The photodegradation of Congo red dye was chosen to test the photoactivity of the Mg/AlNi - LDH. The kinetic curves of photodegradation of Congo red in the presence of Mg/AlNi - LDH and without it are shown in Fig. 2. For comparison, the kinetic curve of sorption in the same time interval is shown. The initial rate of sorption and photodegradation was determined by selecting an empirical equation describing the kinetic curves, followed by differentiation (Table I). As follows from the data presented in Fig. 2 and in Table I, the introduction of LDH into dye solution leads to an increase in the rate and conversion of the Congo red dye.

After irradiation for 60 min, about 76% of the Congo red was decolorized without LDH, while this value increased to 93% by adding Mg/AlNi – LDH. Dye removal by adsorption was only about 14% for the same time period.

The kinetic behavior was estimated utilizing common kinetic model of pseudo-first order (Lagergren model). Kinetic data in the coordinates of the pseudo-first-order model are shown in Fig. 3. The kinetics appears to fit this model with high R2 values (table I).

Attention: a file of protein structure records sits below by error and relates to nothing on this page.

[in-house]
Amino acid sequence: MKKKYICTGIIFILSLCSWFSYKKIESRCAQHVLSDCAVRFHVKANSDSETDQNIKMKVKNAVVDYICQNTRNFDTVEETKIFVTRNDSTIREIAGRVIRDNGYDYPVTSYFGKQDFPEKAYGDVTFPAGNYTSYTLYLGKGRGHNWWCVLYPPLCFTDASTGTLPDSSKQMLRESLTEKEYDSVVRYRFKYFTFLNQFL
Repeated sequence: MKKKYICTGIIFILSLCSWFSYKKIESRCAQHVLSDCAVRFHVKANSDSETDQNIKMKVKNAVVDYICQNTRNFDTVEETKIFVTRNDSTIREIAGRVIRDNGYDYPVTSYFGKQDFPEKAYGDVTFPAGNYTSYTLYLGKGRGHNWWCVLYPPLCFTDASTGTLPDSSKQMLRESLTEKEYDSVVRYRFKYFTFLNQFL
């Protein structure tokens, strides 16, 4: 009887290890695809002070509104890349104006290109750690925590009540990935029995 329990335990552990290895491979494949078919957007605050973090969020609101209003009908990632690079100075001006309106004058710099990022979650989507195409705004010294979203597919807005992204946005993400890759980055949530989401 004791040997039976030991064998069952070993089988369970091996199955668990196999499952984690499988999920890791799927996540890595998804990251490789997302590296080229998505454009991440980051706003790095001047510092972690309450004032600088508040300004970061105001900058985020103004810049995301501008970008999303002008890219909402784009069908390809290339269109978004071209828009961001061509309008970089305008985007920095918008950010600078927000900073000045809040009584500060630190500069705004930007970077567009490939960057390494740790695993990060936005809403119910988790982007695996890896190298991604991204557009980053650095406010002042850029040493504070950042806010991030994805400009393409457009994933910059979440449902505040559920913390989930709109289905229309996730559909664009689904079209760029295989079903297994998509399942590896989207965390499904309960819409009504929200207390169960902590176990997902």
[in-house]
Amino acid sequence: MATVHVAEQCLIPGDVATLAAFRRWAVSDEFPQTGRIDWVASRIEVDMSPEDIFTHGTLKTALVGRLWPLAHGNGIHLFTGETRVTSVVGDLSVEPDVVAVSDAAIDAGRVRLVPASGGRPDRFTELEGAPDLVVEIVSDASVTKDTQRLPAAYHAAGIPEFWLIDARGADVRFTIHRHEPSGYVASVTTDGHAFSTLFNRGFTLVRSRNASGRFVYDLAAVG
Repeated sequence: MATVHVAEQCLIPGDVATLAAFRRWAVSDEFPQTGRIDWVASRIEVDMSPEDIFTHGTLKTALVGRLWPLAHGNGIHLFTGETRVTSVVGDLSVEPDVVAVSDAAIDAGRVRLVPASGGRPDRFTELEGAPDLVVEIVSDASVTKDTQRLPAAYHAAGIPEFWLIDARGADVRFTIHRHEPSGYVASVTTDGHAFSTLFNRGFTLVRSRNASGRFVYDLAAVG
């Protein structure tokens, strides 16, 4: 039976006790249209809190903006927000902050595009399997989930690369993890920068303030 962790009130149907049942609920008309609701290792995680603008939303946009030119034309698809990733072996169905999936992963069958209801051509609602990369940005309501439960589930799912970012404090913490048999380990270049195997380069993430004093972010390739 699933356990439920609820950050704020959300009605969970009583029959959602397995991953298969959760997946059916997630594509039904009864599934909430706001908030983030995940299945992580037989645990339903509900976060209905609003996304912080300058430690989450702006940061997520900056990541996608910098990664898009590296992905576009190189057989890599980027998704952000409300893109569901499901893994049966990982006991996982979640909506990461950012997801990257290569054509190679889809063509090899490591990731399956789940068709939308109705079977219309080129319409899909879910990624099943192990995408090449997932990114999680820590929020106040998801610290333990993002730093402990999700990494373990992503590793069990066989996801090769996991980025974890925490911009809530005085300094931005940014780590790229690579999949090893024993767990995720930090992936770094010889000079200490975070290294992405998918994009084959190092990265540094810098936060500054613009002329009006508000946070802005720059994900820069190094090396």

According to the conventional opinion, the heterogeneous photocatalytic degradation involves the following main steps: adsorption of the dye on the catalyst surface, absorption of the light by the catalyst and charge transfer reactions. Shaban et al. [13] proposed the mechanism including the generation of positive holes (photogenerated holes, h+VB) and the hydroxyl radicals in the photocatalytic process upon irradiation of MCM-48/Ni2O3. The radicals can be active oxidizing agents for degradation of Congo red (Eqs. 1-4):

(1)

(2)

(3)

(4)